the ABOUT text debate; some specifics

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Adam Cadre

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Nov 21, 2000, 3:00:00 AM11/21/00
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[Spoiler alert: the following post discusses how my games begin. If
you haven't played them and would rather be surprised, play the games
first and read the post later.]

So Stephen Granade said it'd take years of retraining before he'd be
able to accept IF games that don't launch right into the story upon
startup, and I gleefully began my reply. "Well, I'll be happy to
provide at least a couple weeks' worth of that! For I am one of the
questions-and-menus people, as you can see from Photopia and Varicella
and 9:0--

"--well, not 9:05, but Shra--

"--hrm."

So it appears that for all my menu advocacy posts, I've been all over
the map when it comes to how my own games have begun. Photopia asked
a couple of questions; Varicella presented the player with a menu;
9:05 dove straight into the story; Shrapnel had a special-effect title
screen. Which is best? As with conversation systems, it all depends
on the game.

What's the first thing you want the player to see? For Shrapnel, I
wanted it to be fragments of text blinking by just slightly too fast
to read, while the player was still off guard; beginning with a menu
would have given the player time to say, "All right, whatever this
game has in store for me, I'm braced for it! Ready, set... go!" 9:05
was a similar case. From the get-go, hurrying the player along is the
key. "No time to dawdle over questions and menus -- you're late late
LATE!" Before you're allowed to type a single key, the phone has
already rung three times; providing some prep time would have been
utterly counterproductive.

But what was the first thing I wanted players to see when they loaded
up Varicella? Not seven paragraphs of introduction. No, I wanted them
to see "Varicella by Adam Cadre" and a sizeable menu of choices. Why?
To give the player the following cue: "Hi there. Welcome to the game.
Your computer is about to become a Varicella machine, and you need to
be prepared. Here are some notes to read and some options to set --
and while you're at it, why don't you close your other apps, get out
your notepad, maybe visit the bathroom while you're up and about?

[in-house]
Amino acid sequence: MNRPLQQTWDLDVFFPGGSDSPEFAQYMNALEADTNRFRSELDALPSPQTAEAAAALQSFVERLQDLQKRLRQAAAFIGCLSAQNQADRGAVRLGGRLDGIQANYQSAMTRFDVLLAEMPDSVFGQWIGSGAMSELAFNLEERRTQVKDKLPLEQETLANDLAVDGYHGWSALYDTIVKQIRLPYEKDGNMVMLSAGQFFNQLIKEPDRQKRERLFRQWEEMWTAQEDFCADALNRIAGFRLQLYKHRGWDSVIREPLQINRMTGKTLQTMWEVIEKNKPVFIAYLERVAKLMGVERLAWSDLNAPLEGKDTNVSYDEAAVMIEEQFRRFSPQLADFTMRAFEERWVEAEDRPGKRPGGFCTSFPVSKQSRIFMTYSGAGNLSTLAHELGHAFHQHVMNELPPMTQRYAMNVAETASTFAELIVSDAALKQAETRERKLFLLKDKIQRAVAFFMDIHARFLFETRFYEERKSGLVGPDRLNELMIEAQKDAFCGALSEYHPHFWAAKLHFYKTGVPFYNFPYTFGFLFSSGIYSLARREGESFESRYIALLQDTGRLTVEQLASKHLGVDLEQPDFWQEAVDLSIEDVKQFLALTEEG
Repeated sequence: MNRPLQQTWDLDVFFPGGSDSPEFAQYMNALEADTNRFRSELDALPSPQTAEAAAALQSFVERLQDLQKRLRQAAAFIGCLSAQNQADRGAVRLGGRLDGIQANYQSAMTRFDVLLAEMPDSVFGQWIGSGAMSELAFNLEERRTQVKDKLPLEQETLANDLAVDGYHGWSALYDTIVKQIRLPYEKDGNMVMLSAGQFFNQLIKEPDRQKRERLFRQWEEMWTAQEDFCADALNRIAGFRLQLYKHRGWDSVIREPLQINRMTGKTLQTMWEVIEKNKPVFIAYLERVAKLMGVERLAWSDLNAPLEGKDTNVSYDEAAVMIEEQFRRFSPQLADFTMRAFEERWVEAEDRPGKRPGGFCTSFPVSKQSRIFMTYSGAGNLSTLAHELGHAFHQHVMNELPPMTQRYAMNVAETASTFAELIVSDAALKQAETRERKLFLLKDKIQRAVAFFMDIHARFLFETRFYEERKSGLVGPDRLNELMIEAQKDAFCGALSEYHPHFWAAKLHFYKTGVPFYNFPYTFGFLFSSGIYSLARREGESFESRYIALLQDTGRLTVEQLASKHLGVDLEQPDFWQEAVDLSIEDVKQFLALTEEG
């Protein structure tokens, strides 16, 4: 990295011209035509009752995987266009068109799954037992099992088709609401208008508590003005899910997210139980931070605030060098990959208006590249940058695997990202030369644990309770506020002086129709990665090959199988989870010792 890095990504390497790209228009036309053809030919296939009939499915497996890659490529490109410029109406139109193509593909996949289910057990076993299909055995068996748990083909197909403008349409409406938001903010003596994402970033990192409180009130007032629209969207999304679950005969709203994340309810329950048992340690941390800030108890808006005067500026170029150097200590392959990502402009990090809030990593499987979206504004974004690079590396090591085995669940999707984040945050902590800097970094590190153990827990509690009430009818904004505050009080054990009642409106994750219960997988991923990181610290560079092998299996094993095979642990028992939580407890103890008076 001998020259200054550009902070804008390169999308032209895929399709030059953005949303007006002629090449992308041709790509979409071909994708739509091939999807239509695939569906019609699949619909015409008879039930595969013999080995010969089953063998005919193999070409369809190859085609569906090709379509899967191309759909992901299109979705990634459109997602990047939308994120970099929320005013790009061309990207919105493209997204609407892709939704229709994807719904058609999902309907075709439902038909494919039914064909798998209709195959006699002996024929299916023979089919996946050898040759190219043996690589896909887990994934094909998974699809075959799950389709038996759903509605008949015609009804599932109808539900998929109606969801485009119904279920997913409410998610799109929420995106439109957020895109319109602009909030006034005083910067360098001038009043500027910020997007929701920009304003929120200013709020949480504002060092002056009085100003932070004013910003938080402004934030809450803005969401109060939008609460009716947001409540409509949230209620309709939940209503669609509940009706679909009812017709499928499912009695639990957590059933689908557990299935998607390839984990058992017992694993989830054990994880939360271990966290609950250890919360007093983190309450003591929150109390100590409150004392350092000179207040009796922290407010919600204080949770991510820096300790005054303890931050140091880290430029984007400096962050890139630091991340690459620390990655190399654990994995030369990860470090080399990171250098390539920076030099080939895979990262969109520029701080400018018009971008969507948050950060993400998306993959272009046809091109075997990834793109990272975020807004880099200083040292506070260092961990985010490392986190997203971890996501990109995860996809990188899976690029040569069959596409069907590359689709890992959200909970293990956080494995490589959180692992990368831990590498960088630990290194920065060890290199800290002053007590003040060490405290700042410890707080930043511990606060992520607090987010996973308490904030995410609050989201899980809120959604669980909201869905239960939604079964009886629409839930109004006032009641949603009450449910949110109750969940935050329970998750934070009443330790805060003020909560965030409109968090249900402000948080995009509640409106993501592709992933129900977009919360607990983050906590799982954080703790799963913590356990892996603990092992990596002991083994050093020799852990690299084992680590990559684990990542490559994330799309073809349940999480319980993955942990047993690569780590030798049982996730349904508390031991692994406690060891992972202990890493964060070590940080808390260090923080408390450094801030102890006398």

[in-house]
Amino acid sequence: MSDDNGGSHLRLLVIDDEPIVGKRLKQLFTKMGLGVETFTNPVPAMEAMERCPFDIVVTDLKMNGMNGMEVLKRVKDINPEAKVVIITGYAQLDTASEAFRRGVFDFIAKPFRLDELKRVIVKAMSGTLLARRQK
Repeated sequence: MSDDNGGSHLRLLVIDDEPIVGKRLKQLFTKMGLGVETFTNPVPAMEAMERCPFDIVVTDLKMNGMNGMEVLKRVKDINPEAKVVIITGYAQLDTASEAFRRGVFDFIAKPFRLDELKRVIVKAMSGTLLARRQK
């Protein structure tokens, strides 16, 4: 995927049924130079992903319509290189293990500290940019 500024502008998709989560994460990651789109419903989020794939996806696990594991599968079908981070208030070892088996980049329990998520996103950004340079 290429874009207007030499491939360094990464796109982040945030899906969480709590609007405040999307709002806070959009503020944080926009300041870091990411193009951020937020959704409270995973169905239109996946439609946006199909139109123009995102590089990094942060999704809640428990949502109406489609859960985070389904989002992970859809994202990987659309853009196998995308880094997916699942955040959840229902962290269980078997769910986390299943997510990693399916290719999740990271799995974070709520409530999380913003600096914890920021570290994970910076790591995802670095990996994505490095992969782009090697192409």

Because you're gonna be here a while." And once players have really
settled in, *then* I can hit them with seven paragraphs.

The threat of the seven paragraphs was also the reason that Varicella's
menu includes an option to restore right away. This was a game, I
thought, that most folks would be playing over the course of a couple
weeks or more, with lots of saving, lots of restoring, and little
inclination to look at the three-screen-long intro every time they
wanted to boot up their old saved game. With Photopia and 9:05 and
Shrapnel, I didn't care about that -- those games are meant to be played
in one sitting. If you're saving and restoring, you're sorta missing
the point.

Then we have the tenor of those seven paragraphs to consider, which
figured into my decision to put the notes in a menu instead of in a
piece of ABOUT text to be called up any old time. If the voice used
in Varicella had been, "Hey, folks, it's me, Adam, and here's what's
going on in our little story here," then it might not have been
disruptive at all to interrupt the tale to say, "Hey, folks, it's me,
Adam, and here are some special verbs you might want to try." But
Varicella makes heavy use of a filter character; while the PC, Primo,
is not actually narrating the tale, everything is filtered through his
perspective. And while I'm in Piedmont, that's the only way I can
talk. If you want to me to slip out of storytelling mode, you'll have
to meet me outside the world of the story. At least in this case. In
I-0, I was already cheerfully butting in with meta-comments, so a few
more wouldn't have hurt a thing. Again, it depends on the game.

Right now I have a number of IF projects I'm sporadically working on,
and loathe as I am to talk about stuff I haven't finished, I think that
by changing a few details here and there I can share my reasoning on
how to start them.

One is a huge graphical project. The Glulxe window needs to be set to
certain dimensions or the opening movie looks awful. This project
begins with a menu, so that in the course of offering the option to
restore a saved game or look at the credits, I can also say "Set your
window to the dimensions of this box!" *before* the movie begins.

One is regular text IF, but begins with a menu because there's a
separate mini-adventure included so that players can get used to the
stranger verbs. Why not use the old technique of having players use
>FLOOBLE for something really easy at the beginning of the game, in
order that they achieve mastery of >FLOOBLE in time to be able to use
it when it's really important? Because I know *exactly* how the main
adventure should go, and there is no space for that sort of thing.
So rather than dilute the effect of the story I have in mind, I have
a menu which offers "practice" in addition to "play".

A third is another text-only game for which I decided not to offer a
menu. Why not? Because I want the first thing the player sees to be
an in-story question: "Hey, baby, what's your sign? >> " (No, that's